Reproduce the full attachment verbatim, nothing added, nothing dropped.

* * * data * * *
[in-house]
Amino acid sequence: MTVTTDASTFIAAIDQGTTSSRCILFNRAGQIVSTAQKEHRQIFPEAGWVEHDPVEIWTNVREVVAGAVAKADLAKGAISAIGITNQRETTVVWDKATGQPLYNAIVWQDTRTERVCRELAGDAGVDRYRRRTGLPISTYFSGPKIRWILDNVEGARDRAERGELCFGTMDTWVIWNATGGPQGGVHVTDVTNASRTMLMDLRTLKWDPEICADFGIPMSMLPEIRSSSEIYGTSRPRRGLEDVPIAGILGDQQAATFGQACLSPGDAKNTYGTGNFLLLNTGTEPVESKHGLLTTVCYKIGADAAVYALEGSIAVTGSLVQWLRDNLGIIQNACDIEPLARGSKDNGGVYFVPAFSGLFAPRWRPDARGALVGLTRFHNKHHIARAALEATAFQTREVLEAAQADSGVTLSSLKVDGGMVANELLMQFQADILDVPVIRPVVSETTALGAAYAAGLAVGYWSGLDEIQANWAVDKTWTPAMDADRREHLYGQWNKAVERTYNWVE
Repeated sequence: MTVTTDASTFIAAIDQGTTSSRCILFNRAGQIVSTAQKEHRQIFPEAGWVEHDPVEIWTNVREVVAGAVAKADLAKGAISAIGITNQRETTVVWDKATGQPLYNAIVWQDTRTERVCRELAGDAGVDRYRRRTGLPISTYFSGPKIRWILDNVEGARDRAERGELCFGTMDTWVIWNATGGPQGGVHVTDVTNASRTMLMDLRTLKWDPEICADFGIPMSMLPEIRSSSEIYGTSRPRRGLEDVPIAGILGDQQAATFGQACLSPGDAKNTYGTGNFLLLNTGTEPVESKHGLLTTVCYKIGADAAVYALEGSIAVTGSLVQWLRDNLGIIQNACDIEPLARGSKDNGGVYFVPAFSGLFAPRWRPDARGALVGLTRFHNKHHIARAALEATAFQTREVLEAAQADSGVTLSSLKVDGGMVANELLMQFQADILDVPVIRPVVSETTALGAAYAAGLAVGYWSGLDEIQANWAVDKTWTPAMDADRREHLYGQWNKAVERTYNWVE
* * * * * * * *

[in-house]
Amino acid sequence: MTVTTDASTFIAAIDQGTTSSRCILFNRAGQIVSTAQKEHRQIFPEAGWVEHDPVEIWTNVREVVAGAVAKADLAKGAISAIGITNQRETTVVWDKATGQPLYNAIVWQDTRTERVCRELAGDAGVDRYRRRTGLPISTYFSGPKIRWILDNVEGARDRAERGELCFGTMDTWVIWNATGGPQGGVHVTDVTNASRTMLMDLRTLKWDPEICADFGIPMSMLPEIRSSSEIYGTSRPRRGLEDVPIAGILGDQQAATFGQACLSPGDAKNTYGTGNFLLLNTGTEPVESKHGLLTTVCYKIGADAAVYALEGSIAVTGSLVQWLRDNLGIIQNACDIEPLARGSKDNGGVYFVPAFSGLFAPRWRPDARGALVGLTRFHNKHHIARAALEATAFQTREVLEAAQADSGVTLSSLKVDGGMVANELLMQFQADILDVPVIRPVVSETTALGAAYAAGLAVGYWSGLDEIQANWAVDKTWTPAMDADRREHLYGQWNKAVERTYNWVE
Repeated sequence: MTVTTDASTFIAAIDQGTTSSRCILFNRAGQIVSTAQKEHRQIFPEAGWVEHDPVEIWTNVREVVAGAVAKADLAKGAISAIGITNQRETTVVWDKATGQPLYNAIVWQDTRTERVCRELAGDAGVDRYRRRTGLPISTYFSGPKIRWILDNVEGARDRAERGELCFGTMDTWVIWNATGGPQGGVHVTDVTNASRTMLMDLRTLKWDPEICADFGIPMSMLPEIRSSSEIYGTSRPRRGLEDVPIAGILGDQQAATFGQACLSPGDAKNTYGTGNFLLLNTGTEPVESKHGLLTTVCYKIGADAAVYALEGSIAVTGSLVQWLRDNLGIIQNACDIEPLARGSKDNGGVYFVPAFSGLFAPRWRPDARGALVGLTRFHNKHHIARAALEATAFQTREVLEAAQADSGVTLSSLKVDGGMVANELLMQFQADILDVPVIRPVVSETTALGAAYAAGLAVGYWSGLDEIQANWAVDKTWTPAMDADRREHLYGQWNKAVERTYNWVE